Each year, we seem to hear the same question: Where have all the birds gone? A report released this month by the World Wildlife Fund provides some of the answers, and its conclusions are not for the faint of heart.
Based on surveys of more than 10,000 populations of mammals, birds, reptiles and amphibians and fish, the Living Planet report states global populations of these vertebrate wildlife species have declined by 52% since 1970. In a time period of little more than 40 years, we have watched fish and wildlife numbers drop by more than half.
Of course, not every species is equally affected. Freshwater species show the biggest drop in numbers, with an average 76% decline linked to habitat loss and fragmentation, pollution and invasive species. For example, dams on rivers that break the connection to upstream spawning areas can have dramatic effects on fish populations.
Terrestrial wildlife and marine species have fared somewhat better, dropping by 37% and 39%, respectively. Again, habitat loss to agriculture, urban areas and energy production are major threats. In the marine environment, population declines are fastest in the tropics and southern hemisphere, linked to overharvesting and habitat degradation affecting many fish species, marine turtles and sharks.
In the Orillia area, we might think we are exempt from this global decline in biodiversity, but we are not. Since 1970, populations of grassland birds in this area have dropped by roughly 70%, and birds that catch insects on the wing — swallows, flycatchers and whip-poor-wills, among others — are rapidly dropping as well. A few species, such as Canada geese and wild turkeys, have done quite well, but overall, we fit the global pattern.
Unfortunately, this is only the most recent phase of a long-term trend. Ecologist and author John Riley, in his 2013 book The Once and Future Great Lakes Country, concludes, “The native wildlife of Great Lakes country is a shadow of its former self.” He uses the journals and accounts of early European visitors to create a compelling picture of the fish and wildlife bounty that graced Huronia and other areas 300 years ago.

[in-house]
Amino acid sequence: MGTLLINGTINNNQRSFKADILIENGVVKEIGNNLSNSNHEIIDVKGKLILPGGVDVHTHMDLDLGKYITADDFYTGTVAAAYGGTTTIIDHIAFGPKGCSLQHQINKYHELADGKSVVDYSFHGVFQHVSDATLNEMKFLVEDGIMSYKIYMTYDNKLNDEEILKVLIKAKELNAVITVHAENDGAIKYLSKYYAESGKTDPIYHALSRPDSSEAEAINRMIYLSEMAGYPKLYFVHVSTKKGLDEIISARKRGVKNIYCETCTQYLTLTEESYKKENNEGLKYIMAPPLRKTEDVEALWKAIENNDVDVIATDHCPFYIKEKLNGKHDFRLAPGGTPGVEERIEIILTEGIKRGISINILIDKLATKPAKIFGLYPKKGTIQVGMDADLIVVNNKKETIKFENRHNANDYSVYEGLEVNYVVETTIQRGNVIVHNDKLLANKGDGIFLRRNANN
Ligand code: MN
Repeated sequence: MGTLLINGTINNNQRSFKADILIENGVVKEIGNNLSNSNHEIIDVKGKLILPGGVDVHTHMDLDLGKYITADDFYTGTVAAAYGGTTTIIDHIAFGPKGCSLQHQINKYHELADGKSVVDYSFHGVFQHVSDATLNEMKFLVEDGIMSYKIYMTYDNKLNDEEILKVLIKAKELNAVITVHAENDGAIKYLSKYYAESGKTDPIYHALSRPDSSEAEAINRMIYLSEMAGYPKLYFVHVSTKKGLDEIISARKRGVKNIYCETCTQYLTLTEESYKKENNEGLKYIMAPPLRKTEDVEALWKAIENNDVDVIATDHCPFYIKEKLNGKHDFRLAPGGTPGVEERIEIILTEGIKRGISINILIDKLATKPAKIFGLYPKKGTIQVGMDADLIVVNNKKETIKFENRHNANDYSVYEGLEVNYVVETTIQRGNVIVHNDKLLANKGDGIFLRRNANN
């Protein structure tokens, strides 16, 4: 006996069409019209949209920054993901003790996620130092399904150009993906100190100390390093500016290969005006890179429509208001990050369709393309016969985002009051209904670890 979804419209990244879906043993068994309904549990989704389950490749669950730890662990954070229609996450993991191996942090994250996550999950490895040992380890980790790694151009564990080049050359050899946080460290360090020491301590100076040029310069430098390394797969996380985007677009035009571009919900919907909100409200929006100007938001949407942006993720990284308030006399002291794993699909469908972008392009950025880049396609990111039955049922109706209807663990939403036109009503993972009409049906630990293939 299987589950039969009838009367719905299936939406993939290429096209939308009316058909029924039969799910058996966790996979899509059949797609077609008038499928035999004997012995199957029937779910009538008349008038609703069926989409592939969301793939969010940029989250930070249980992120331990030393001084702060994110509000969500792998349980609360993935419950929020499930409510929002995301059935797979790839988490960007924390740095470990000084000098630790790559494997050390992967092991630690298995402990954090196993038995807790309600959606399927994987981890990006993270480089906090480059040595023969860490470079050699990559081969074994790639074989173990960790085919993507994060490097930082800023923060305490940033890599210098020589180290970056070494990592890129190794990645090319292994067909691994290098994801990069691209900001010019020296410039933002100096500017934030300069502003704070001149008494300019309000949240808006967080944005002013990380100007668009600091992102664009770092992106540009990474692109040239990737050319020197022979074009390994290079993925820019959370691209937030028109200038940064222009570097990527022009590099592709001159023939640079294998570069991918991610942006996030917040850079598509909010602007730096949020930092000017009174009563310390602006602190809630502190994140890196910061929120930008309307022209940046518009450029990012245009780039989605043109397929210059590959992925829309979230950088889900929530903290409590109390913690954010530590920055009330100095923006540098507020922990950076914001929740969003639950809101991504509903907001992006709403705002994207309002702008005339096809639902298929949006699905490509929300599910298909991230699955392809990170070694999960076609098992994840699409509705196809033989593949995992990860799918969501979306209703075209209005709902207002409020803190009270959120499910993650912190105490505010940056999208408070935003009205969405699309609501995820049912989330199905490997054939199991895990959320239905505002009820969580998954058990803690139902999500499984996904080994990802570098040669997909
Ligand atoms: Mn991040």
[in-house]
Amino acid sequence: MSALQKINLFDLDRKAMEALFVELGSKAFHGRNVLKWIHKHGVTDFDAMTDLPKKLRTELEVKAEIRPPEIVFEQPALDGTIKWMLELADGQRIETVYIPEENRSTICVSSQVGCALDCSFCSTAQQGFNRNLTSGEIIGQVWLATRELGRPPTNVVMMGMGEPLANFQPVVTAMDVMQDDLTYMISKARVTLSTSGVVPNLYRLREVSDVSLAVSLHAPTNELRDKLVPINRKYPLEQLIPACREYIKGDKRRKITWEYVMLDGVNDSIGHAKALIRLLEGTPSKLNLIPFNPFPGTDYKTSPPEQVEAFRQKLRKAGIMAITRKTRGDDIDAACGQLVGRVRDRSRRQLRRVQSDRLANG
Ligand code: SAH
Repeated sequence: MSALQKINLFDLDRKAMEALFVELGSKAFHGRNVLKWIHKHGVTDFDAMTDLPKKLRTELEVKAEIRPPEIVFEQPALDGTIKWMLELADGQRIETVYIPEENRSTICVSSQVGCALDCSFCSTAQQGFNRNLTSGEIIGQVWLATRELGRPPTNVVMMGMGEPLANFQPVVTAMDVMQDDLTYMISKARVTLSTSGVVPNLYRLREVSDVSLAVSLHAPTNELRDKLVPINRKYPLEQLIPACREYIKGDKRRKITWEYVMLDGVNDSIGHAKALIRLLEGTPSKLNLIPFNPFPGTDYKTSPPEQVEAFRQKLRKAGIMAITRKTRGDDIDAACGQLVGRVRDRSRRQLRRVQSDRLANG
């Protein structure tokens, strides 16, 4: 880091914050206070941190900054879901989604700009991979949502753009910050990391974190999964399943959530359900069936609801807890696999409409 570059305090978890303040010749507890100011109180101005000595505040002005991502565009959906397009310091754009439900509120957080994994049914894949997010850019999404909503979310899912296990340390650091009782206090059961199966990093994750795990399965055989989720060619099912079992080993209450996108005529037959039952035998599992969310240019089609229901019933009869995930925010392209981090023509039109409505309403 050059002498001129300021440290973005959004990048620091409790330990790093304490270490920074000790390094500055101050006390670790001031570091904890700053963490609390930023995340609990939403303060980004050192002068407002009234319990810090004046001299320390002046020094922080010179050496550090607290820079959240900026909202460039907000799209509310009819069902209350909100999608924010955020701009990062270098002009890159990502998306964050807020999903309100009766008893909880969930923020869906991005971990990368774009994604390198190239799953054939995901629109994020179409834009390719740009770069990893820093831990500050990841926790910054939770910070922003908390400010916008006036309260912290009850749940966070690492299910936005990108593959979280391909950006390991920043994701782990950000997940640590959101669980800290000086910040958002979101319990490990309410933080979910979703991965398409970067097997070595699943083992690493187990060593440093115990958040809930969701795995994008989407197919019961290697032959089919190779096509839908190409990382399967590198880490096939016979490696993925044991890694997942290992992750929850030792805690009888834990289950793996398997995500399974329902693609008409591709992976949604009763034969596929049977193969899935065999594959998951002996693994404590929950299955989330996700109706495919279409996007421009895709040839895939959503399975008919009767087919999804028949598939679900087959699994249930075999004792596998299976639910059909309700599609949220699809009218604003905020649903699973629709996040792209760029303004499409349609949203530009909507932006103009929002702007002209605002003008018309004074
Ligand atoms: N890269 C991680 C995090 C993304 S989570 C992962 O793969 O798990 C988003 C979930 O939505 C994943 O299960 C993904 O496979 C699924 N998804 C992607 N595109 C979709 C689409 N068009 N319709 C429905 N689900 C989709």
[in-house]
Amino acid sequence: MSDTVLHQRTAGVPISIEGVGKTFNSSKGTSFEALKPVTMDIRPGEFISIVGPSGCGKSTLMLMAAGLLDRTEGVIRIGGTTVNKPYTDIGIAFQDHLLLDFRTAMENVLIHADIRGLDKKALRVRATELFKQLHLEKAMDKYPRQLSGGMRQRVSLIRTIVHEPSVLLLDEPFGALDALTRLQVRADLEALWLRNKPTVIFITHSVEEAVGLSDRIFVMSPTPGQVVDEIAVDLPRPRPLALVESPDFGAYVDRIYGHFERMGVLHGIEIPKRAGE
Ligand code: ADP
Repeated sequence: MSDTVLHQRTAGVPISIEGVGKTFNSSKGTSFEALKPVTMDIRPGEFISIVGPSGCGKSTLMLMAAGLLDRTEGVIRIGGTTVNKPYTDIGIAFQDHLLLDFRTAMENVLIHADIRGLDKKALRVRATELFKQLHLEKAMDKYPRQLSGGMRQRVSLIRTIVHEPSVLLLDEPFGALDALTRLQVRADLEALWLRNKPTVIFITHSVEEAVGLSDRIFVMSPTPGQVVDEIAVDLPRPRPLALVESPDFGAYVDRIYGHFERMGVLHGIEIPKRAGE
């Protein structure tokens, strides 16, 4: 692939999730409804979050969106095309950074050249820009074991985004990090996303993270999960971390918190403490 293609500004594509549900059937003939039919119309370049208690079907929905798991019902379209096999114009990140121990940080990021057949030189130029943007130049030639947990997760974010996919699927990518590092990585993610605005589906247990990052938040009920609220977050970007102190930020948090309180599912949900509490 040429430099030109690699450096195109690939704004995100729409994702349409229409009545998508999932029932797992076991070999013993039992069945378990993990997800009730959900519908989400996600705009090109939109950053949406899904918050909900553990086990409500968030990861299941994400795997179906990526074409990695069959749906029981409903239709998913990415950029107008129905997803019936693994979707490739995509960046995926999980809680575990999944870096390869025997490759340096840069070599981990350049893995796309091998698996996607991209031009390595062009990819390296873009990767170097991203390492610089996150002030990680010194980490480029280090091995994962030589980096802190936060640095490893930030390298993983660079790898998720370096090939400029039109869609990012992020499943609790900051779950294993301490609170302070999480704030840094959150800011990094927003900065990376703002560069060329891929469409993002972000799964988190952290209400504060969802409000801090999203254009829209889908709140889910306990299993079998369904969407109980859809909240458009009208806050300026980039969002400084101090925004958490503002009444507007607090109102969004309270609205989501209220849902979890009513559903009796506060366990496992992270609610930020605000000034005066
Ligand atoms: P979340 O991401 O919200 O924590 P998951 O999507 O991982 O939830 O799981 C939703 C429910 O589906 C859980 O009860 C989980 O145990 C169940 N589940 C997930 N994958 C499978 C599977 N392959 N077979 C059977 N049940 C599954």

For example, the passenger pigeons roosting in the oak forests of Huronia in 1625 were described by Father Sagard as “infinite.” Even two centuries later, a careful count of these birds passing over Niagara tallied 3.7 billion. The last passenger pigeon died in a cage at the Cincinnati Zoo in 1914.
Millions of American eels migrated into the Lake Ontario watershed each year, forming a food staple for native tribes. Now, the dwindling remnants of that species are classed as endangered. Atlantic salmon that crowded the same rivers are extinct. So are the great herds of elk that once roamed the limestone plains and other open areas of southern Ontario.
This sad roster of continuing loss not only makes our world a poorer place; it also reinforces the importance of conservation work by the Couchiching Conservancy and similar organizations. Remembering the past helps us all shape a better future.
Ron Reid is the Carden program co-ordinator at the Couchiching Conservancy, a non-profit land trust that protects ecologically sensitive land in the Orillia region. For more information, visit couchichingconserv.ca.